One-way traffic plan proposed to relieve Roop Street congestion

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A plan originally proposed in 1996 to create a one-way couplet on Roop and Stewart streets to relieve Roop traffic was resurrected Wednesday at the Regional Transportation Commission meeting.

The plan, originally shelved to focus dollars and energy on the freeway bypass, would restrict Roop to northbound traffic and Stewart to southbound traffic.

Increasingly, Roop has become an alternative route through town to avoid slow traffic on Carson Street. As heavy traffic winds through the mostly residential area, it also has become a cumbersome route for drivers as well as a madhouse for residents.

The commission has been considering widening Roop at the expense of residents' front yards to create a major five-lane road.

Transportation staff consider diverting part of the traffic burden to Stewart Street an alternative plan worth reconsideration.

"We have a street, Stewart Street, that is very underutilized," said John Flansberg, Carson City street operations manager. "It's wide; traffic is low from what it could serve."

Constructed on the V&T Railroad right-of-way, Stewart Street is mostly used by office employees working in the area.

It's light on traffic, Flansberg explained, because "it doesn't go anywhere."

Stewart, with a southern outlet that begins in a broad curve from Carson Street at Gottschalk, comes to an abrupt end a block north of William Street at East John Street.

To connect with Roop on the north, the city would have to create a new road. The proposed road extension would cut northeast across East John, Johnson and Corbett streets to connect with Moody Street. Moody runs into Roop on the north end of town.

"John Street and Moody are the impacted area in this scenario, but a lot less so than (widening Roop)," said board member and supervisor Richard Staub, who estimated the project could cost half that of widening Roop.

A second couplet alternative would leave Roop alone and make Carson Street one way southbound and Stewart Street one way northbound. That proposal met with less enthusiasm from board members.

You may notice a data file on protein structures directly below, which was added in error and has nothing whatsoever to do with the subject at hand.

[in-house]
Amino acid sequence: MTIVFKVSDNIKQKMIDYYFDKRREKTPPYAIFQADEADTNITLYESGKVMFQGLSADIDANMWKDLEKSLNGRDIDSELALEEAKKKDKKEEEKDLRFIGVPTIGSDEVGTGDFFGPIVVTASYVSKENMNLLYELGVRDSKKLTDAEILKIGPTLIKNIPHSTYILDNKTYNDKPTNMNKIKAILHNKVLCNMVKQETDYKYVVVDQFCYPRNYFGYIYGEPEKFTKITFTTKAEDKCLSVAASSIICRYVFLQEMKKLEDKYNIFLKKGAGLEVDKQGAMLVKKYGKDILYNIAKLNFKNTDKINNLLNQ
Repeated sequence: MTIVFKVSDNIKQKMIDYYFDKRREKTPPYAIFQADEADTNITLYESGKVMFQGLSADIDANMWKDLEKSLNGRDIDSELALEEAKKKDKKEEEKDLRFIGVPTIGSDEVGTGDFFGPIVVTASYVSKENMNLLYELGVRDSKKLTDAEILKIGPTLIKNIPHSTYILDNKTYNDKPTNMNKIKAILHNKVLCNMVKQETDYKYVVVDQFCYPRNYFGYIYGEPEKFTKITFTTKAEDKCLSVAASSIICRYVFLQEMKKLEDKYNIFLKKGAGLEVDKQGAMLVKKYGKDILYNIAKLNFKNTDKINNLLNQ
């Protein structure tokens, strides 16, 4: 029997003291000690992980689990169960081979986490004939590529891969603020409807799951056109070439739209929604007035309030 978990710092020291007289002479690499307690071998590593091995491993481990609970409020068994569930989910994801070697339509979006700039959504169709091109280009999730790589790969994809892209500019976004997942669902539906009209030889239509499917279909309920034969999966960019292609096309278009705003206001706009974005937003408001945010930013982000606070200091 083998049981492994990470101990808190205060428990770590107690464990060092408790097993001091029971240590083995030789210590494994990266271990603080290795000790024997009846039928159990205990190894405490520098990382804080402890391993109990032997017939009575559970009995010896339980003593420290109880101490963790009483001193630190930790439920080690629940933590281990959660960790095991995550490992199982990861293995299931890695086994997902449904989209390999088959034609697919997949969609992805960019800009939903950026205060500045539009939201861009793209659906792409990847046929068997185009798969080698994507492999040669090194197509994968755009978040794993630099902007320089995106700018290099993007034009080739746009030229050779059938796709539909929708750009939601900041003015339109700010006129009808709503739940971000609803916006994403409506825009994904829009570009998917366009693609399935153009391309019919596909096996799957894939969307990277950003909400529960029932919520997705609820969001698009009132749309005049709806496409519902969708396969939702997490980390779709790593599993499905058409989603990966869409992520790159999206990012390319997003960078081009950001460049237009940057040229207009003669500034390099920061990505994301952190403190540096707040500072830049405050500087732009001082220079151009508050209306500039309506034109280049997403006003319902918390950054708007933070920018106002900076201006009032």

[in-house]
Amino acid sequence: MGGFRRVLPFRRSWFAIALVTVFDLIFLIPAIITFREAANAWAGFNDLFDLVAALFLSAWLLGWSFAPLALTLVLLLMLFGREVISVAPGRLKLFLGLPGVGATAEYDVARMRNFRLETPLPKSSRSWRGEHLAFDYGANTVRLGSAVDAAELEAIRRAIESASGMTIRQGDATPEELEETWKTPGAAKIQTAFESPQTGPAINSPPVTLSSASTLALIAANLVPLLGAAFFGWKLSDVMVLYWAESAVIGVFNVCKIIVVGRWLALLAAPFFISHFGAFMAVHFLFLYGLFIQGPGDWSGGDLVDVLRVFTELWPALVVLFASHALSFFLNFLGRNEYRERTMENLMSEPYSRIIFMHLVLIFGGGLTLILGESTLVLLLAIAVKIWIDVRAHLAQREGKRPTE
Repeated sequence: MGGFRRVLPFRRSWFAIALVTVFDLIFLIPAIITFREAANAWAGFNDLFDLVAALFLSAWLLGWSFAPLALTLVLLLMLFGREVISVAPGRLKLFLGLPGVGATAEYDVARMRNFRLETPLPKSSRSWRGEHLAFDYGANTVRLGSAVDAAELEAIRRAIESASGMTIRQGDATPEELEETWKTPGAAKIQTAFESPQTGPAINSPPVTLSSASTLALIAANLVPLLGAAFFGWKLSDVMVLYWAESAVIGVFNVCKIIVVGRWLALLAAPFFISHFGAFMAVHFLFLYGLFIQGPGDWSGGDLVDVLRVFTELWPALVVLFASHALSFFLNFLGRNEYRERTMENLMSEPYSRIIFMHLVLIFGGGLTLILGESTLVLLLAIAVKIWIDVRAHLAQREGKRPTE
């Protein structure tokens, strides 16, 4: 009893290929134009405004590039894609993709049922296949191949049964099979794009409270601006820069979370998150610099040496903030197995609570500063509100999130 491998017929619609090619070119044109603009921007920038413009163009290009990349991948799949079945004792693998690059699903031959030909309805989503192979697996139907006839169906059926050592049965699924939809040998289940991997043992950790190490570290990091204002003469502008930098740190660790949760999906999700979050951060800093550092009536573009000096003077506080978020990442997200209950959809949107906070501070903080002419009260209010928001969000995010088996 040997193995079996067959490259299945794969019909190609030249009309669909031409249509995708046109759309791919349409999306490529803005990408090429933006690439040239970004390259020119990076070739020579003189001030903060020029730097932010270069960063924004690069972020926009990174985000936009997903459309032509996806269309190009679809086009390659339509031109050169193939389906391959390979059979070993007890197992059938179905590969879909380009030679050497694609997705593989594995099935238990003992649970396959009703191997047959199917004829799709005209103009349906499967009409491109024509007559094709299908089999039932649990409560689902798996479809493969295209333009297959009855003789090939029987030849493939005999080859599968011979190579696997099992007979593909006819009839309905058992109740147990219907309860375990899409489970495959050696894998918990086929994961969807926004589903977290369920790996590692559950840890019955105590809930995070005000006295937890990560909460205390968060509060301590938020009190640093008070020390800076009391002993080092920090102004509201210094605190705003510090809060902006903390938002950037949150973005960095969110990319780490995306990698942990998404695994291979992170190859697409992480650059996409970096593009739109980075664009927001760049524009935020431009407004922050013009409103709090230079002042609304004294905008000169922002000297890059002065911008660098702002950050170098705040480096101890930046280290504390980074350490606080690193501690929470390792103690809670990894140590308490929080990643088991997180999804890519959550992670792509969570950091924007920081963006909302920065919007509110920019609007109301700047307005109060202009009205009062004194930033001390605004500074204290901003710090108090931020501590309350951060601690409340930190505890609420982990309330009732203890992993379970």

"Politically, we're not going to have one-way traffic on Carson," Staub said, suggesting that staff not spend time investigating that option.

The board as a whole preferred both alternatives be studied as well as widening Roop, but, on face value, considered the Roop/Stewart couplet the best option.

The handful of Roop Street residents at the meeting to express concerns about the proposal to widen the street, also liked the idea of diverting one direction of traffic to Stewart Street.

Evelyn Westsmith now rents out the house on North Roop Street where she lived with her late husband for 15 years. She wanted to ensure homeowners were compensated, perhaps with a change to commercial zoning, if their front yards were cut short.

"People want to be in their yards. They want to be outside. They're not going to have that," she said, concerned about the loss of rental value as well as the loss of lifestyle for those living on Roop.

"I'm in favor of the one way," she added.

Other observers reminded the board to consider safety issues and bike paths no matter what option was selected.

For now, updated research is needed.

The board gave the commission staff 60 days to scrutinize the one-way couplet proposals in terms of cost, timing, the impact on residents and whether the projects would create traffic problems where the one-way streets end.

"We need to look at getting quantifiable numbers we can look at," board member Steve Reynolds said. "If we do nothing, traffic on Roop is going to keep getting slower and heavier."

In other action, the commissioners approved diverting funds from projects put on hold to reconstruct South Edmund Street, which has been heavily patched due to sewer projects.

Because of road reconstruction projects already planned, the cost of adding Edmund to the list would be much less than if done at another time, Flansberg said.

Discussion on prioritizing transportation projects was postponed until the results of the couplet study were ready for review.

What's Next

The next meeting of the Regional Transportation Commission is tentatively scheduled for March 13 at 5:30 p.m.


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